Startups and bad predictions
|Scooped by Robin Good|
Andrew Chen asks why we are so bad at predicting successful startups. He writes: "...we’re all so bad at predicting what will work and what won’t. I’ve written about my embarrassing skepticism about Facebook, but hey, I’m just a random tech guy.
For the folks whose job it is to professionally pick winners, the venture capitalists, they aren’t doing very well either.
It’s been widely noted that the venture capital asset class, after fees, has lagged the public markets- you’d be better off buying some index funds."
In his view, much of the disappointing results are due to the "generic startup advice" being offered online. He writes that generic principles cannot be effectively applied to all situations. And he is right.
But more than anything Andrew stops at analyzing what are the kind of people who often provide such predictions and strategic advice:
"[There are] two categories: hedgehogs, who view the world through the lens of a single defining idea and foxes who draw on a wide variety of experiences and for whom the world cannot be boiled down to a single idea."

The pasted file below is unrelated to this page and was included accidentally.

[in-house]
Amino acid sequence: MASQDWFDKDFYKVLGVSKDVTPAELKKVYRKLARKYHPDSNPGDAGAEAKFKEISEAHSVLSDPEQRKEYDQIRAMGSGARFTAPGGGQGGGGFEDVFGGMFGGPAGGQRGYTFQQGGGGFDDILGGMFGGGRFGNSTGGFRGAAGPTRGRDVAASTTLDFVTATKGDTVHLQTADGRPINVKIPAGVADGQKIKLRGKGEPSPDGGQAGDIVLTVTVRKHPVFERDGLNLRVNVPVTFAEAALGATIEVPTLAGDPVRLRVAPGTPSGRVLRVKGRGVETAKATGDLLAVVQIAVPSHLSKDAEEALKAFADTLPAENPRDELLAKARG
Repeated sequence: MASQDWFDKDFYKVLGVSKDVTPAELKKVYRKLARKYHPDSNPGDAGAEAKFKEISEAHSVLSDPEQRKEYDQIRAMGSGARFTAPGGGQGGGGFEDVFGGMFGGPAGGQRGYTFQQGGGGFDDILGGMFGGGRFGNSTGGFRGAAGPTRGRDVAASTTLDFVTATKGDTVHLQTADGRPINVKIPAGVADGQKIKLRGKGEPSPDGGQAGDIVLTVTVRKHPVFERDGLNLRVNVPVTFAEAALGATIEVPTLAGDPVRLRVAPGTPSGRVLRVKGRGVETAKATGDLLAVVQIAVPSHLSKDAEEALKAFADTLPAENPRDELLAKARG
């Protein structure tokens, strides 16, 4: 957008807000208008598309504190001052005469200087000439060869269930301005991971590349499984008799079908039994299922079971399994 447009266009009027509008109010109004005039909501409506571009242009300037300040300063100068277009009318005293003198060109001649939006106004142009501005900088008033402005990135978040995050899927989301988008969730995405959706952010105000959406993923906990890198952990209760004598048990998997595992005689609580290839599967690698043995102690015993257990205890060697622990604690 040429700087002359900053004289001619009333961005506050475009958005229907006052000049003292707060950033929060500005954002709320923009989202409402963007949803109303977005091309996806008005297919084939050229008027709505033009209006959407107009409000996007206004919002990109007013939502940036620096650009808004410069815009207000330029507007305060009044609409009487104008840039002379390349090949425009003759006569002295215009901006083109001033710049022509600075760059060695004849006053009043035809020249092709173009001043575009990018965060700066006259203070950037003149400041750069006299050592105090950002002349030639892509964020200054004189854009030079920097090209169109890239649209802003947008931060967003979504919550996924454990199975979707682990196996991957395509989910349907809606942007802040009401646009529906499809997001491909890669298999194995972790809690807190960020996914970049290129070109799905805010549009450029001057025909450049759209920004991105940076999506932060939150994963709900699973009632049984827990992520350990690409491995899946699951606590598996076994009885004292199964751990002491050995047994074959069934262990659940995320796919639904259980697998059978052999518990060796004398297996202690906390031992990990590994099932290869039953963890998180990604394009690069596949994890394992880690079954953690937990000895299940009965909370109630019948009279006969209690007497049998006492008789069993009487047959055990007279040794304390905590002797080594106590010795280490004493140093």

"...Silver clearly identifies as a fox, and contrasted his approach to the talking head pundits that dominate political talk shows on TV and radio. For the pundits, the more aggressive, contrarian, and certain they seem, the more attention-grabbing they are.
Rather similar to what we see in the blogosphere, where people are rewarded for writing headlines like “10 reasons why [hot company] will be killed by [new product].” Or “Every startup should care about [metric X]” or whatever."
"The solution to all of this isn’t easy- to be a fox means to draw from a much broader set of data, to look at the problem from multiple perspectives, and to reach a conclusion that combines all of those datapoints."
"Over my 5 years in Silicon Valley, the biggest lesson I’ve learned from trying to predict startups is calibration. They talk about it in the video above, but the short way to describe it is to be careful with what you think you know versus what you don’t."
Insightful. Right on the mark. 8/10
(Image credit: Red fox - Shutterstock)